But time is not the only factor in Nthonzweni’s water crisis. The water is open to all forms of contamination: farm chemicals, animal waste, and human waste. Due to the inadequate water supply, the community members are unable to sustain proper cleanliness, hygiene, and sanitation within their homesteads. Because of this, they report constant cases of typhoid, amoeba, and dysentery.

This problem is further aggravated by the community’s inability to collect enough water for everyday uses, as 56-year-old farmer, Joel Mutua Kikumbi (pictured below), explained. “There is always inadequate water for use at home, either for washing clothes, bathing, cleaning the house/[dishes], drinking, and cooking, because the water source is far from my home.”

“Anytime I try farming, the crops wither and die,” Joel continued. “I waste a lot of time walking to search for water. My livestock are not healthy as they do not get enough water for drinking.”

What we can do:

Our main entry point into the community is the Kyeni Kya Nthonzweni Self-Help Group, which is comprised of households that are working together to address water and food scarcity in their region. These members will be our hands and feet in both constructing water projects and spreading the message of good hygiene and sanitation to everyone.

Sand Dam

After the community picked the ideal spot, our technical team went in and proved the viability by finding a good foundation of bedrock. Now, our engineers are busy drawing up the blueprints.

We are unified with this community to address the water shortage. As more sand dams are built, the environment will continue to transform. As the sand dams mature and build up more sand, the water tables will rise. Along with this sand dam, a hand-dug well will be installed to give community members an easy, safe way to access that water.

Building this sand dam along with the well in this community will help bring clean water closer to hundreds of people living here.

Training

These community members currently do their best to practice good hygiene and sanitation, but their severe lack of water has been a big hindrance to reaching their fullest potential.

We will hold hygiene and sanitation training sessions with the TKTK Self-Help Group and other community members to teach about important hygiene practices and daily habits to establish at the personal, household, and community level. This training will help to ensure that participants have the knowledge they need to make the most out of their new water point as soon as water is flowing.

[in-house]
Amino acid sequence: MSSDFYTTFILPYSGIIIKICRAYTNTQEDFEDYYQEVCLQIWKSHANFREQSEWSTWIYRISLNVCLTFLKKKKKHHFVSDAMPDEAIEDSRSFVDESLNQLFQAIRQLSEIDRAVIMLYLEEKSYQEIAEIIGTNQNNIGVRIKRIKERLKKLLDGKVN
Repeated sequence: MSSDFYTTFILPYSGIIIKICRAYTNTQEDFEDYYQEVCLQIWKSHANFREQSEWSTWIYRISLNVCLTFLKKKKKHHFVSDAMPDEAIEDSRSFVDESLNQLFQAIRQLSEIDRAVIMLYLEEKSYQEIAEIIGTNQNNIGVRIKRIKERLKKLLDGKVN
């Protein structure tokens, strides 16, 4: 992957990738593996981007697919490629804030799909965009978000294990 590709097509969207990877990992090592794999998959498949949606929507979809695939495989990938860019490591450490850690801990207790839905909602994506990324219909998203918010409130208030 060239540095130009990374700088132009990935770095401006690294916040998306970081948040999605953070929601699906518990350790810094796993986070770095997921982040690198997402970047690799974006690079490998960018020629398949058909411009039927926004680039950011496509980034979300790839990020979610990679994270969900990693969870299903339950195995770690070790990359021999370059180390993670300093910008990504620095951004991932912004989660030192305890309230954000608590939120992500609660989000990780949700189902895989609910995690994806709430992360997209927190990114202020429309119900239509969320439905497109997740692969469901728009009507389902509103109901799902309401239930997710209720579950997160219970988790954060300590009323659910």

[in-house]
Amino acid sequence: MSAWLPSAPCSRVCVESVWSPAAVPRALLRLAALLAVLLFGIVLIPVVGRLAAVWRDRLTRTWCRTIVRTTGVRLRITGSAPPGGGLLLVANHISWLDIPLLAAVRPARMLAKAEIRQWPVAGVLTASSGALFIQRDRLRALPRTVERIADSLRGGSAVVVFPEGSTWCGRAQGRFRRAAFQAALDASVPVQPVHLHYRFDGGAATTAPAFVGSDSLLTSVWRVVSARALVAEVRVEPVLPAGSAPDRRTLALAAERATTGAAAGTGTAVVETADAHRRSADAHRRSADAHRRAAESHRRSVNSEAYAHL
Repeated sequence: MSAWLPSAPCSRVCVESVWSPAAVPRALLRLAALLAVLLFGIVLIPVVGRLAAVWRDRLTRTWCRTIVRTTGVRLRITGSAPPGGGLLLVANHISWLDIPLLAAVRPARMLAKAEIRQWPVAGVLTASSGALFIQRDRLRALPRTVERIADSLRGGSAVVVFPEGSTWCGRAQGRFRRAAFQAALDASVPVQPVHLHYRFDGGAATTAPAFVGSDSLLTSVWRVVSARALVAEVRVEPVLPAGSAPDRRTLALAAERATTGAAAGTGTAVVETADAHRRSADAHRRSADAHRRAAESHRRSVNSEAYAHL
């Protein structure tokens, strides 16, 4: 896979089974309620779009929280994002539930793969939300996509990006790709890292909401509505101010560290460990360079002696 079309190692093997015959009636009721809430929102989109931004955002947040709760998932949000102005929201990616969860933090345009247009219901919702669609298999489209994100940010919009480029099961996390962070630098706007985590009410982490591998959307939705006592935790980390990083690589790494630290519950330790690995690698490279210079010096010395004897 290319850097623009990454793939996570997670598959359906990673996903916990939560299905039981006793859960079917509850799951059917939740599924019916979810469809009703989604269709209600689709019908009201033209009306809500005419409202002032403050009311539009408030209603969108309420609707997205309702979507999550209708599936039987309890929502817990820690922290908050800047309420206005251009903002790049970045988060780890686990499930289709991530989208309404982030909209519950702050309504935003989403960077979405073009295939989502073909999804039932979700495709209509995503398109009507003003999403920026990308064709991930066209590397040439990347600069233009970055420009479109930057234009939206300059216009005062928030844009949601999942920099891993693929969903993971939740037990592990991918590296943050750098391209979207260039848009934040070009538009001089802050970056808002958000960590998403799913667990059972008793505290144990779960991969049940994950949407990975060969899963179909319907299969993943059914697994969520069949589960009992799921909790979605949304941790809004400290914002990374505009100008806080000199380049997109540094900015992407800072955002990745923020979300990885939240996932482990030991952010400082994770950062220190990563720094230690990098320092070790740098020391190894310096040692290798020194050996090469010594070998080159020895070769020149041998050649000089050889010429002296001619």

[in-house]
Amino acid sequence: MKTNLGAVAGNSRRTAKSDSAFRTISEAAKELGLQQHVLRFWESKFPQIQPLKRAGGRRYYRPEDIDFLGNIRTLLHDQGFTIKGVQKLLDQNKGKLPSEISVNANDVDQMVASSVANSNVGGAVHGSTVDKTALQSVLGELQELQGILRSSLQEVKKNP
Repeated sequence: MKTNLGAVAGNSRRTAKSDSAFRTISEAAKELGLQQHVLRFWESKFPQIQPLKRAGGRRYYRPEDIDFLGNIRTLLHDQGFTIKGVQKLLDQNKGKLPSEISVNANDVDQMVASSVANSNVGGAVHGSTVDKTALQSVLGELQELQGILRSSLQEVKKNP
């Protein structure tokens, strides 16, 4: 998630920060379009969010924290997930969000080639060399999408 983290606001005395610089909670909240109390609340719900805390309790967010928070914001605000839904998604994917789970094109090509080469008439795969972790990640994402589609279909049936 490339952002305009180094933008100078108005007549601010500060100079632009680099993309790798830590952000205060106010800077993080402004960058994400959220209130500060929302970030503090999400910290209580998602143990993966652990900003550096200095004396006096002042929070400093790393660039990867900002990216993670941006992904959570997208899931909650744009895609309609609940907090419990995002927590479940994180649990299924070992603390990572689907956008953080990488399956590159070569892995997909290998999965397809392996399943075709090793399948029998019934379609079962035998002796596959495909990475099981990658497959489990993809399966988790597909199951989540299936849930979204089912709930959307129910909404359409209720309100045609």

One of the most important topics we plan to cover is the handling, storage, and treatment of water. Having a clean water source will be extremely helpful, but it is useless if water gets contaminated by the time it is consumed. We will also emphasize the importance of handwashing.

We and the community strongly believe that all of these components will work together to improve living standards here, which will help to unlock the potential for these community members to live better, healthier lives.

We typically work with self-help groups for 3 to 5 years on multiple water projects. We will conduct follow-up visits and refresher trainings during this period and remain in contact with the group after all of the projects are completed to support their efforts to improve sanitation and hygiene.

Project Updates


08/01/2022: Nthonzweni Community Sand Dam Complete!

Nthonzweni, Kenya now has access to a new water source thanks to your donation! We constructed a new sand dam on the riverbed, which will build up sand to raise the water table and naturally filter water over time. We also built a new hand-dug well with a hand pump adjacent to the sand dam, providing the community with a safer method to draw drinking water supplied by the dam.

"I will use water from this point to drink, cook and wash clothes," said 37-year-old farmer Christine Muthoka.

"Hygiene and sanitation levels shall improve at home," said Christine. "I also plan to start agricultural farming. In this way, I will never waste money purchasing vegetables from the market. I will use water from this source to wash and clean my home. I will plant trees and flowers at my home to make the environment green."

Christine on the day of our hygiene and sanitation training.

Sand Dam Construction Process

The members of Kyeni Kya Nthonzweni Self-Help Group collected all of the local materials like rocks and sand required to complete the dam. The collection of raw construction materials takes longer than the actual construction, lasting up to four months for a large sand dam. The group also dedicated their time and energy to support our artisans with physical labor throughout the project.

Construction materials ready to go!

First, our team drew siting and technical designs and presented them to the Water Resources Management Authority. We also sent a survey to the National Environment Management Authority for approval before we began construction.

Once the plans were approved, we established firm bedrock at the base of the sand dam wall. In the absence of good bedrock, we excavate to a depth at which the ground is compact enough to stop seepage.